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Addressing the youth bulge: What Nepal can do

The Himalayan, 21 January 2014 - There is an ongoing controversy vis-à-vis the roles of youth. Some appreciate them as the harbinger of nation building and others think of them as the source of political violence. The large cohort of youth often termed as “youth bulge” (a term coined by German social scientist Gunnar Heinsohn in the mid-1990s and made popular by American political scientists Gary Fuller and Jack A. Goldstone) is historically associated with political crisis. Those who support the latter consider ‘young males’ as the protagonists for criminal activities and political violence. They opine a large proportion of young adults and a rapid rate of growth in the working-age population tend to exacerbate unemployment, prolong dependency on parents, diminish self-esteem and fuel frustrations.

According to the statistics, between 1970 and 1999, 80 per cent of civil conflicts occurred in different countries where 60 per cent of the population or more were under the age of thirty, according to the report of Population Action International (PAI). In recent years, there are about sixty countries with youth bulges, of which the majority are experiencing social unrest and violence. Demographers have stressed that youth bulges do not solely explain these civil conflicts—corruption, ethno-religious tensions, poverty, and poor political institutions also play contributing roles—nor do they rule out as coincidence the predilection toward social unrest among states with large youth populations.

Everyday thousands of Nepali youth fly for foreign employment to secure their financial future. The census report of 2011 shows almost 20 per cent of the total population (52, 90,051/2, 64, 94,504) has gone out of the country and they are of between the age of 15 and 24 years. Among them 75 per cent of the workers are unskilled while 25 per cent are semi-skilled, according to the Government of Nepal, Ministry of Labor and Transportation Management (MoLTM). Out of them, 75 per cent have not completed their school education. Some workers are also facing several problems including loot, deception, and torture. The annual report of Department of Foreign Employment shows that everyday Nepal receives 3-5 corpses of Nepali migrant workers from abroad. Had there been commensurate employment opportunities within the country for them, they would not have opted to go for foreign employment.

Capital formation is a crucial factor for the simultaneous development of a country. The more a country uses the resources productively, the more are the chances of overall development of the country. Annually, our country receives more than two hundred billion rupees as remittance, which contributes 23 per cent to the GDP. The studies show that remittance has not been used in the productive sector. The latest Nepal Rastra Bank report shows that in fiscal year 2011/12 more than 90 per cent of the total remittance met household consumption. The recent Economic Survey postulates that the share of household consumption on total GDP is 91.4 per cent. It is a universal rule that, for a country to be developed, investment expenditure should be higher than consumption expenditure. Unlike this, investment expenditure in Nepal is low (nearly 32.8 per cent of the total GDP, out of this Gross Capital Formation is only 19.6 per cent) to increase the employment opportunities. The stated fact reveals that, the remittance has insignificant contribution in the capital formation process due to the lack of long term investment strategies of the income being received from remittance.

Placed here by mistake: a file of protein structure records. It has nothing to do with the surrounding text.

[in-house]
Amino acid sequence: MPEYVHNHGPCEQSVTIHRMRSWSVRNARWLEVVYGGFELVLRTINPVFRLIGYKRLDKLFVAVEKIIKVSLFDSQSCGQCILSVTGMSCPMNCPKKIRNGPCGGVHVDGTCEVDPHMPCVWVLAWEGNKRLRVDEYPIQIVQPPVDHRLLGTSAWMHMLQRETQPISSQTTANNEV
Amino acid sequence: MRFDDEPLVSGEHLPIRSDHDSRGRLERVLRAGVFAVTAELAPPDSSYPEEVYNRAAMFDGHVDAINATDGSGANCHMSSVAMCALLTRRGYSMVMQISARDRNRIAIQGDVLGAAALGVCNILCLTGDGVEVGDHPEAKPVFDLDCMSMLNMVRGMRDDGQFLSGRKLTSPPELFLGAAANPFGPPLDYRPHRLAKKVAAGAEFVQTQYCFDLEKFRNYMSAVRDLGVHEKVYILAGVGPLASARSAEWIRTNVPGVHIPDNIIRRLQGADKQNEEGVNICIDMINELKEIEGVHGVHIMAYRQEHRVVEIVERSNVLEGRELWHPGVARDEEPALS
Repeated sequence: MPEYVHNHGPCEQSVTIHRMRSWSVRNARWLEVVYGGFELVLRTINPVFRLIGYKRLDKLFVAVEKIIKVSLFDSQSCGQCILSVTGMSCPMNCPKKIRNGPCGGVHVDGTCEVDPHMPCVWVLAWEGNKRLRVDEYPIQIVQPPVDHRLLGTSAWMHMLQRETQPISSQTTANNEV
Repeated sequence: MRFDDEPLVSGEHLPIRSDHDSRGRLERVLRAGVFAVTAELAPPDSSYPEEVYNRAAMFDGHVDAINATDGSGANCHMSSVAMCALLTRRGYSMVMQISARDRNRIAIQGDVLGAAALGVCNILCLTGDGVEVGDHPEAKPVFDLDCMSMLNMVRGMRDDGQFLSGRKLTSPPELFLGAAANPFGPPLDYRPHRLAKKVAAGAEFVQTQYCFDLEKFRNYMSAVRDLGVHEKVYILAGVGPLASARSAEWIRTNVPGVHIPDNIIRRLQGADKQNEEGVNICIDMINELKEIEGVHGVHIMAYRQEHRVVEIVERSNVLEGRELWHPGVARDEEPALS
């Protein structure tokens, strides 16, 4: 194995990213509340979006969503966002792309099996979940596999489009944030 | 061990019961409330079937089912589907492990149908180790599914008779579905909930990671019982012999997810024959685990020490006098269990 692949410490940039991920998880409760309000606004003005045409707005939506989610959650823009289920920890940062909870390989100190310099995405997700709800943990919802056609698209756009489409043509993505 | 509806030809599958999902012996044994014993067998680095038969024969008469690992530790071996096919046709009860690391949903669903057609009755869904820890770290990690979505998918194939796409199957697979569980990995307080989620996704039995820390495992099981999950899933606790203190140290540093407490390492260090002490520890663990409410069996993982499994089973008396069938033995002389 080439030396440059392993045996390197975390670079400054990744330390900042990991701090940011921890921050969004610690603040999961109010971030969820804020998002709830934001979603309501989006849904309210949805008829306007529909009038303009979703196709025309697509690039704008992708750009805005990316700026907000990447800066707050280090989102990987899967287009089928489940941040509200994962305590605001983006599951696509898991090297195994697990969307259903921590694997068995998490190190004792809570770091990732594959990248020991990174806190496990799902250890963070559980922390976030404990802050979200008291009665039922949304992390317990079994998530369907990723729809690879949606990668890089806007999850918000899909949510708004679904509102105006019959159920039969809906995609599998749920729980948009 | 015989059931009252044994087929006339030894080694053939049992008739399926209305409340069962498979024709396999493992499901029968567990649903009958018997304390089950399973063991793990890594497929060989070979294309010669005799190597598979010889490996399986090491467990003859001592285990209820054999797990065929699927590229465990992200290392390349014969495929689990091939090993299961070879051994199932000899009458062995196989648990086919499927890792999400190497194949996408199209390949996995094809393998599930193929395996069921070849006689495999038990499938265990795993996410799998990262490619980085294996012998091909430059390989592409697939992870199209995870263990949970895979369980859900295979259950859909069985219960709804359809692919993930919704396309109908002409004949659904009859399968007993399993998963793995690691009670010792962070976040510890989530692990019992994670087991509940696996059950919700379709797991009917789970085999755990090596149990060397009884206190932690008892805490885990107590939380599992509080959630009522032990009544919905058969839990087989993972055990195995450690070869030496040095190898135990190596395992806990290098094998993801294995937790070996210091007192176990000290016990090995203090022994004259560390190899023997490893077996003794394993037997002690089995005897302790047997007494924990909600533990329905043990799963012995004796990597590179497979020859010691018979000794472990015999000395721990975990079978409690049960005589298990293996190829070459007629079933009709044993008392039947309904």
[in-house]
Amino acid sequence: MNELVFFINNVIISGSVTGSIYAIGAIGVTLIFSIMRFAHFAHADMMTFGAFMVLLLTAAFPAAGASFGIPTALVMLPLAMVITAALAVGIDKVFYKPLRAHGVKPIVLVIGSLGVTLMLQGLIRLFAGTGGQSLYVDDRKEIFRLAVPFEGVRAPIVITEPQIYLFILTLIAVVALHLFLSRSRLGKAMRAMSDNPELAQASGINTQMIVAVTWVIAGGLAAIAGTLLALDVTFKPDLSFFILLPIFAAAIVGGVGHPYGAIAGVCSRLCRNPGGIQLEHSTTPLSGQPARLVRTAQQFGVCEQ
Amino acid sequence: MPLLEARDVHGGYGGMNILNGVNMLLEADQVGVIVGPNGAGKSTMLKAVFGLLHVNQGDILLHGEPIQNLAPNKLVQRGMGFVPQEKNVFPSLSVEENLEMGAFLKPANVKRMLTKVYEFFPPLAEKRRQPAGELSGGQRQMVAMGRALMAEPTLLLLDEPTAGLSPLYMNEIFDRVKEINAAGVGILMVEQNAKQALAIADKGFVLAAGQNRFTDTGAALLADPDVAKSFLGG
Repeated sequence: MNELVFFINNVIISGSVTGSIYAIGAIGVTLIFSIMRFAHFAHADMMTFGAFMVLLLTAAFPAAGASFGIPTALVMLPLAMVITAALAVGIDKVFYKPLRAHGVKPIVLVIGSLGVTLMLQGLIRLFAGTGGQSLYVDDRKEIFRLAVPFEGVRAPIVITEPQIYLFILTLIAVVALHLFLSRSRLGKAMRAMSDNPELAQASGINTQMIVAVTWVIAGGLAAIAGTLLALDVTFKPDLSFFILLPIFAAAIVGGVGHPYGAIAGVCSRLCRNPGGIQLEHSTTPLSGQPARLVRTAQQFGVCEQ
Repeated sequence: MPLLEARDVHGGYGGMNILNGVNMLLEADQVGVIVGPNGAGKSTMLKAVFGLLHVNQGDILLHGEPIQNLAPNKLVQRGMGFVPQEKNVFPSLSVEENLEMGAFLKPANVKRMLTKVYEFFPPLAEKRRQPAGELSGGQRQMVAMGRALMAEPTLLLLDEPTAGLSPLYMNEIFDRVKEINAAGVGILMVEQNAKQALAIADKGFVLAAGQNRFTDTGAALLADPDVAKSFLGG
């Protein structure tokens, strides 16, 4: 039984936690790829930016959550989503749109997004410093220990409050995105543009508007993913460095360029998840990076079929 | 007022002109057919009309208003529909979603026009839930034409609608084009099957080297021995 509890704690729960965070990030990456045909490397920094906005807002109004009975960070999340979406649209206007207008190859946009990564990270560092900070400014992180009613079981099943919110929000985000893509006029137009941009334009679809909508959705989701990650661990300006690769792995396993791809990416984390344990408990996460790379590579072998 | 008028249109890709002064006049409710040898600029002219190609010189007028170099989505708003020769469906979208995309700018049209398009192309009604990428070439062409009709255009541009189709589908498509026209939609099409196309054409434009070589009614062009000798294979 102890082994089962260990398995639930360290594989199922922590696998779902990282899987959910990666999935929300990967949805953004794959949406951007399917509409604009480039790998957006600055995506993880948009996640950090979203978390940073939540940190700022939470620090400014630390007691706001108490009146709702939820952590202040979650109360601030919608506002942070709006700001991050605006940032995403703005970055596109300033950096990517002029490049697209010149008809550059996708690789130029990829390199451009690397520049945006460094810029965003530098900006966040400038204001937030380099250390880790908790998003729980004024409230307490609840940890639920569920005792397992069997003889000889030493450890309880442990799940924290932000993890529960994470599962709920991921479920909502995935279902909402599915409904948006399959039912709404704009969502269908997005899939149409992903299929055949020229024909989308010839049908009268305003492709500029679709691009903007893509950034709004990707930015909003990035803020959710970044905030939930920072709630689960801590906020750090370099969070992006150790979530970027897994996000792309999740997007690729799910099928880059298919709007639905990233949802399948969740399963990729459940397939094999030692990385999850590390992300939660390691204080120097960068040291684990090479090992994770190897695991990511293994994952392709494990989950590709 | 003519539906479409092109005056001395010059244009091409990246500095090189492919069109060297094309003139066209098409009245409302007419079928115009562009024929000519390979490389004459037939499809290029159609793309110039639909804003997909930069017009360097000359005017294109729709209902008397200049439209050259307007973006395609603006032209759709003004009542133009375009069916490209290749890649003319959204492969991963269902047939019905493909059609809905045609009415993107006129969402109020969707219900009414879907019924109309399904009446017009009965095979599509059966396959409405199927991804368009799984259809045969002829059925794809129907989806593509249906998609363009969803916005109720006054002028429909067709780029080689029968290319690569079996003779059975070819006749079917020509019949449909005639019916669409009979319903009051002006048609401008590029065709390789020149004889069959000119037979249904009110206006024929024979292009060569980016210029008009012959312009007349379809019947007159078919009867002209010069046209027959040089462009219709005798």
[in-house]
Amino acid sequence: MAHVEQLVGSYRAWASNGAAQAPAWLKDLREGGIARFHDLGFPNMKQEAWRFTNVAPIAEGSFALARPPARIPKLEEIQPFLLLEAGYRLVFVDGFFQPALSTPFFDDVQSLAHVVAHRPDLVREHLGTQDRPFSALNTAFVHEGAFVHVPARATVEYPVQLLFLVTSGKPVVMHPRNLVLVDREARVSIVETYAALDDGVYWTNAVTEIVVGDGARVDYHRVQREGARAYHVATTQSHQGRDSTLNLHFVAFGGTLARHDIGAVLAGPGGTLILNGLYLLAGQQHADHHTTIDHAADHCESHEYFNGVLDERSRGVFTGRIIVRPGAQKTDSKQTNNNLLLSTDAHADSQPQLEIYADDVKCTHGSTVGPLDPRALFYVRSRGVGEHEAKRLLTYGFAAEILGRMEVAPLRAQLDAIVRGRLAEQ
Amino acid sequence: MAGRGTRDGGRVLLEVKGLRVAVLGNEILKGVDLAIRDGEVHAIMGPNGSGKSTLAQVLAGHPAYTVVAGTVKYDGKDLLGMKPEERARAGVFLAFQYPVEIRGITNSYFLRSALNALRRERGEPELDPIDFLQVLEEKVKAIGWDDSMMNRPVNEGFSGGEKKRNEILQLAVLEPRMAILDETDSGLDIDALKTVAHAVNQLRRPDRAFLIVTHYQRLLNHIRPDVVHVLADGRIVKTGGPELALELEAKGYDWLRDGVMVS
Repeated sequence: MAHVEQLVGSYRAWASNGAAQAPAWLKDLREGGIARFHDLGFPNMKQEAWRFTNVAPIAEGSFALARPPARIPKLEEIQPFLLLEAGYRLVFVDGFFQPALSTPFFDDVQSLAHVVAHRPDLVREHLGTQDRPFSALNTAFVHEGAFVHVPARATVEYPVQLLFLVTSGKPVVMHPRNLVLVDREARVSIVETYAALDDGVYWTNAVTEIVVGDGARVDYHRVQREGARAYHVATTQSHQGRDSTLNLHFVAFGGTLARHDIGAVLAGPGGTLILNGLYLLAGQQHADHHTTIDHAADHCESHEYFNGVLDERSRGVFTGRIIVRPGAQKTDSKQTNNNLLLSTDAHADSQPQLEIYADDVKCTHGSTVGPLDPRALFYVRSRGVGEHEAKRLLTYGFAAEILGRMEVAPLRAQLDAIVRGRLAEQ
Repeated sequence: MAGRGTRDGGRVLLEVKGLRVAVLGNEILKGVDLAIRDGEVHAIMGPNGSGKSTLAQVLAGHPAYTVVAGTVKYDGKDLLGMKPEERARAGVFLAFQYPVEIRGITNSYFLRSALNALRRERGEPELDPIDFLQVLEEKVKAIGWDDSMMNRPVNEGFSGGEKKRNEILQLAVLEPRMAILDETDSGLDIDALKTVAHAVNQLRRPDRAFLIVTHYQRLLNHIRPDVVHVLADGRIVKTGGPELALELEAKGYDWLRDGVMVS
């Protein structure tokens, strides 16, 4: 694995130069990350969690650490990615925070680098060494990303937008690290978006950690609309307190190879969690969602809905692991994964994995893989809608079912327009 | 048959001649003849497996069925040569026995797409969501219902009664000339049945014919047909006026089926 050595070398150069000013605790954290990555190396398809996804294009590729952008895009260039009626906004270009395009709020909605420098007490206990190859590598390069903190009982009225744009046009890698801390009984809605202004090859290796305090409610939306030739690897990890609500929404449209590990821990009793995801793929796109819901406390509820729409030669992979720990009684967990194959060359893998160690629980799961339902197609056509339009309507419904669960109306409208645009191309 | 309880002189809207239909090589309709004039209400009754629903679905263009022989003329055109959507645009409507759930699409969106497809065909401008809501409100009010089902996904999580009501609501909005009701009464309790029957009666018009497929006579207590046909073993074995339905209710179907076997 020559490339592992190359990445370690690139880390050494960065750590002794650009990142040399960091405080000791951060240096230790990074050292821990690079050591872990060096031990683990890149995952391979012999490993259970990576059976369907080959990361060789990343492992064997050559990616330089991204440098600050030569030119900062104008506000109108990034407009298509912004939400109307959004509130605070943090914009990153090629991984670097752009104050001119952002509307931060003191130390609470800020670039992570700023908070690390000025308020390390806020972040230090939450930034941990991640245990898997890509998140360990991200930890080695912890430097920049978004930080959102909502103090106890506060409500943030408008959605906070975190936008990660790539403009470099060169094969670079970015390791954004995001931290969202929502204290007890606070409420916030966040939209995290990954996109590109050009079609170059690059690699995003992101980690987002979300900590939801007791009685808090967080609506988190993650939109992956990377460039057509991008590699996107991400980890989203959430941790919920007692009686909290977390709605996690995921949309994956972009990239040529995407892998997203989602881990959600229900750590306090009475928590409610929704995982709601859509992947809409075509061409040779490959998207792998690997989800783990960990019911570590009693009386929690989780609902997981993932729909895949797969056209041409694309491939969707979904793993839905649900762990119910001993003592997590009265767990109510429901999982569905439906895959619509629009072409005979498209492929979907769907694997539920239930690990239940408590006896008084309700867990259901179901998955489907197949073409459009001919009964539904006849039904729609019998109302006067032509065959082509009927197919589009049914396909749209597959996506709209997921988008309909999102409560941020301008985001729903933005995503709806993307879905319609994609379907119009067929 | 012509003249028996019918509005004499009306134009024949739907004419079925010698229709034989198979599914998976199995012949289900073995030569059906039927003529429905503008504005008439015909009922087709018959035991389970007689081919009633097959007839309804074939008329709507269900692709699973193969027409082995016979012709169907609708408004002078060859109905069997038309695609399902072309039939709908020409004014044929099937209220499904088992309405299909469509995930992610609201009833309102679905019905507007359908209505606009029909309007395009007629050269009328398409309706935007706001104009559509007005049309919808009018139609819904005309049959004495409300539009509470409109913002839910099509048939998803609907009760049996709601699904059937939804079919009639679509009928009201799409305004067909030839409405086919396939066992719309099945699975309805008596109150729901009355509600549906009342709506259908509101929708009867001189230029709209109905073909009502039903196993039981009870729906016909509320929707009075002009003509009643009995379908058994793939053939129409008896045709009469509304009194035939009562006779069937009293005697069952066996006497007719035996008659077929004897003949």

According to National Planning Commission, the annual rate of urbanization in Nepal is 4.7 per cent which is a rapid trend. Most of the rural people with a better income have been migrating to urban areas leaving their productive land fallow. They leave their land either barren or rent it out to the traditional farmers, which in turn has undermined the potential productive benefits of these rural lands in the country. Agricultural sector contributes around 35 per cent to the GDP. Despite this, in the national GDP, agricultural system is still in dismal situation. The percentage of educated human resource involved in the agricultural sector is very insignificant.

With the right investments and continued progress through the demographic transition, in time large youth populations can become economically-productive populations that can drive economic gains—a phenomenon known as the demographic dividend. For example, the rapidly growing economies of East Asia, or in Europe, that of Ireland, all underwent small youth bulges that contributed to their countries’ strong economic outputs. “If you can educate young people and create jobs for them, they can be a boon for development,” Michelle Gavin, a critic argues. How long do we enjoy the remittance of our youths? What happens if Nepali youths don’t get any opportunity outside and we too fail to create opportunities in the country? Surely the situation will be exacerbated and the large group of youth may be counterproductive for the nation. So what we need is good education and employment opportunities in the country. Contrary to general expectation, the ‘youth bulge’ with necessary skill can play a constructive role for the nation.


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